1 kg of Na2 O requires 1.29 kg of SO3 for complete conversion of Na2 SO4 (sodium sulphate)

Using the above data and assuming that, as KC1 is more volatile than NaCl, the available chloride (C1) will be used to volatilise the potash in preference to the soda, then, in this example theoretically 36 kg/h of the incoming 80 kg/h of potash (K2 O) will be volatilised off as potassium chloride, whilst the remaining 44 kg/h of potash will be retained in the fluidised bed product as potassium sulphate (K2 SO4) and also all the 8 kg/h of soda (Na2 O) will be retained in the fluidised bed product as sodium sulphate (Na2 SO4): that is, theoretically less than a half of the potash and none of the soda will be volatilised off from the fluidised bed at 1200 C.

Now, the calculated amount of chloride needed to enable all the potash to be converted to potassium chloride and thereby be volatilised off is 60 kg/h of chloride (C1) and the calculated amount of chloride to enable all the soda to be converted to sodium chloride and volatilised off is 9 kg/h of chloride (C1), therefore the total quantity of chloride required is 69 kg/h. The chloride derived from the incoming dust is only 27 kg/h, so it is necessary to supply an additional 42 kg/h of chloride (C1). Since calcium chloride (CaCl2) contains 66 percent by weight of chloride (C1), it would be necessary in theory to add 64 kg/h of calcium chloride to the 1000 kg/h of kiln dust feed, in order to ensure substantially complete removal of the potash and soda in the fluidised bed calcination process at 1200 C. As stated, we find that an addition of 75 percent of this amount or more, is satisfactory in practice.

Calcium chloride is a substance which is readily available at an economic price, and it is highly soluble in water, so that it may conveniently be incorporated into the flue dust feed to a fluidised bed calciner by incorporating the required amount dissolved in the water which is used to pelletise the flue dust prior to feeding it to the fluid bed calciner.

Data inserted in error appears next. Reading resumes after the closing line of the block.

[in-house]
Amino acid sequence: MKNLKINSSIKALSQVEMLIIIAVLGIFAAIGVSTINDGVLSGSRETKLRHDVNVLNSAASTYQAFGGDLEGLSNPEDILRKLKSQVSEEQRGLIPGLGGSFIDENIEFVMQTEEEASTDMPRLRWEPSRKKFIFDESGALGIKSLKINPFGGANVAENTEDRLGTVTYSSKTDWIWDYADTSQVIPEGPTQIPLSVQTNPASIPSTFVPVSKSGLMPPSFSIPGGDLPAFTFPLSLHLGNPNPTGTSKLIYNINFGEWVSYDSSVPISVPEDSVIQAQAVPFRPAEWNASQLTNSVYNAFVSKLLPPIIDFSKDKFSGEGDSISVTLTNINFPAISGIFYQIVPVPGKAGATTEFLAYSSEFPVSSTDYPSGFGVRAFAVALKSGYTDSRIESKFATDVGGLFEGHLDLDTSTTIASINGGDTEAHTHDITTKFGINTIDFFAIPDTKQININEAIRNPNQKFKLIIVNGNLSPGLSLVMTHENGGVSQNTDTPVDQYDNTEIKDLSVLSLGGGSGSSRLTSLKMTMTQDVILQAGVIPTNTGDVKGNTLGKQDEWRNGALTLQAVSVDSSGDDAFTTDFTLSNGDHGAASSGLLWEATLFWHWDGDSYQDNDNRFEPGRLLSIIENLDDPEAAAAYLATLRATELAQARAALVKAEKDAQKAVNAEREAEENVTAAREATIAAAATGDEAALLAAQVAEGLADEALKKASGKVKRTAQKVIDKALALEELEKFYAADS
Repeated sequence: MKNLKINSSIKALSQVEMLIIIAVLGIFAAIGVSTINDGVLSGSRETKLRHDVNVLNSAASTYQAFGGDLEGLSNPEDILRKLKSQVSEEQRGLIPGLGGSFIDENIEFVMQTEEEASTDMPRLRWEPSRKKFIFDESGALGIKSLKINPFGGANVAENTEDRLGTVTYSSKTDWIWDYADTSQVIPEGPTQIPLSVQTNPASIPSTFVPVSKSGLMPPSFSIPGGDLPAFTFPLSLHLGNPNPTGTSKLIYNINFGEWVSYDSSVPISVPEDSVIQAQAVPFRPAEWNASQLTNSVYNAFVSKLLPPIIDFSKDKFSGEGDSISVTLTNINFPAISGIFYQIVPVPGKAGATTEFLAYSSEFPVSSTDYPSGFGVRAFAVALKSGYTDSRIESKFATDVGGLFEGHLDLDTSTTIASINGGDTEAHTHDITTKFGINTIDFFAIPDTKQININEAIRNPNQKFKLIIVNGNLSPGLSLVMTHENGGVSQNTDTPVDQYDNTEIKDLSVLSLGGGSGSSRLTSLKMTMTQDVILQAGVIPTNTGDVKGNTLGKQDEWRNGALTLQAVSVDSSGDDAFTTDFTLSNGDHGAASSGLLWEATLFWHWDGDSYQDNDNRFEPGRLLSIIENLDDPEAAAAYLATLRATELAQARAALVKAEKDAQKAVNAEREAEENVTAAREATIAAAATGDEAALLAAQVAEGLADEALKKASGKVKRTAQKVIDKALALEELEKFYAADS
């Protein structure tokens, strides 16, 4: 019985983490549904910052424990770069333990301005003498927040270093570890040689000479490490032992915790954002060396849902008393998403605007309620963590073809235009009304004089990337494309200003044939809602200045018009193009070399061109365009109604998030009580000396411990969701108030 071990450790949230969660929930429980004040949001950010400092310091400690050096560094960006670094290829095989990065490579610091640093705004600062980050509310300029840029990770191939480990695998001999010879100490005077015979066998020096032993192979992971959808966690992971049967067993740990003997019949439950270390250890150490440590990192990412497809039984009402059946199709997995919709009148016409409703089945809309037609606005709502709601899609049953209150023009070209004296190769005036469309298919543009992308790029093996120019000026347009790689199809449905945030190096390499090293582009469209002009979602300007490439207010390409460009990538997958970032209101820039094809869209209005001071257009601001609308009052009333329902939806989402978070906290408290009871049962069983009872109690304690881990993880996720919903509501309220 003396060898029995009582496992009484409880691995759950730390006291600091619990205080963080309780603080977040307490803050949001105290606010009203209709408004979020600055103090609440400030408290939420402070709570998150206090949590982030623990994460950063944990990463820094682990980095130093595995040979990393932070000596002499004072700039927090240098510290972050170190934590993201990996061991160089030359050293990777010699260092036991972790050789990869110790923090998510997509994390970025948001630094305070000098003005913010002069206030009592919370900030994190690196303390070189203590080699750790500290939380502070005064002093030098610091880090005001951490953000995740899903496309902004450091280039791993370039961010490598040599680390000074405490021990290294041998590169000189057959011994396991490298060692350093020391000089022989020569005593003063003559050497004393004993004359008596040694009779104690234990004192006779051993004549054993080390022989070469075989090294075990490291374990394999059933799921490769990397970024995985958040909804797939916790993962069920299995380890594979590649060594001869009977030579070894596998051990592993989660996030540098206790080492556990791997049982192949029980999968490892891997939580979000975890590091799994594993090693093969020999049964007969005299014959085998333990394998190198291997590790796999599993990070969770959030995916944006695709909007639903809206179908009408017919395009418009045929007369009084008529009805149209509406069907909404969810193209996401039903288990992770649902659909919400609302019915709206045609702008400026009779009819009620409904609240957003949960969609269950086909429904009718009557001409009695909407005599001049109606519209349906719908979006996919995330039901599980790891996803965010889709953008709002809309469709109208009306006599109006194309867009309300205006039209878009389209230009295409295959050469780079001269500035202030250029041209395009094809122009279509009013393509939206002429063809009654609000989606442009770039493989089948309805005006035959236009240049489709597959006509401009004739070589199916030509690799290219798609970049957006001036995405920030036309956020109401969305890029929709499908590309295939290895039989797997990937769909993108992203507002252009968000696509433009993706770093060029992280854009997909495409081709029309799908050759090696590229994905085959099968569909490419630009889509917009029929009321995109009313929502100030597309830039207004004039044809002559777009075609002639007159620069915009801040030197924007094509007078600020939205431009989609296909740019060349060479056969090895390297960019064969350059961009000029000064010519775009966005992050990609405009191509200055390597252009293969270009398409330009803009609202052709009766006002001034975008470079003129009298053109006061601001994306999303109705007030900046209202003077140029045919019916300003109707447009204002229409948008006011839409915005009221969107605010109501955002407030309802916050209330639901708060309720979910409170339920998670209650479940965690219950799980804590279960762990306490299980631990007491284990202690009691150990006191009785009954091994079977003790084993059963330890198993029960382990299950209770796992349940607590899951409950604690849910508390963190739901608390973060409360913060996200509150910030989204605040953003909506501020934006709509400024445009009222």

The flue dust to be treated may be any flue dust from a Portland cement manufacturing process, and the calcined treated flue dust may be recycled or re-used in the same or any similar process, subject to any local qualifications regarding the admixture of raw materials.

In principle the calciner may be of any type, but a fluidised bed calciner is preferred; such calciners are well known in themselves, consisting generally of a container shaft with the usual fluidising gas inlet grate at the bottom. The calciner is most preferably of a type affording removal of reacted solids from the bottom part of the bed, the volatile products being taken off overhead.

The fluoride salt to be added to the flue dust has substantially no effect on the composition of clinker incorporating the recycled product, the amount of the salt being insignificant especially when it is a calcium salt. The calcium chloride added in the preferred practice of the invention is likewise inoccuous in the eventual clinker since it introduces merely calcium and eventually volatile matter. If too much chloride were introduced, some would remain and find its way into the clinker when recycled, whereas the use of too little chloride would incur the risk of some undesired potassium compounds remaining in the clinker. An amount of 75 to 100 weight per cent of the theoretical is found beneficial.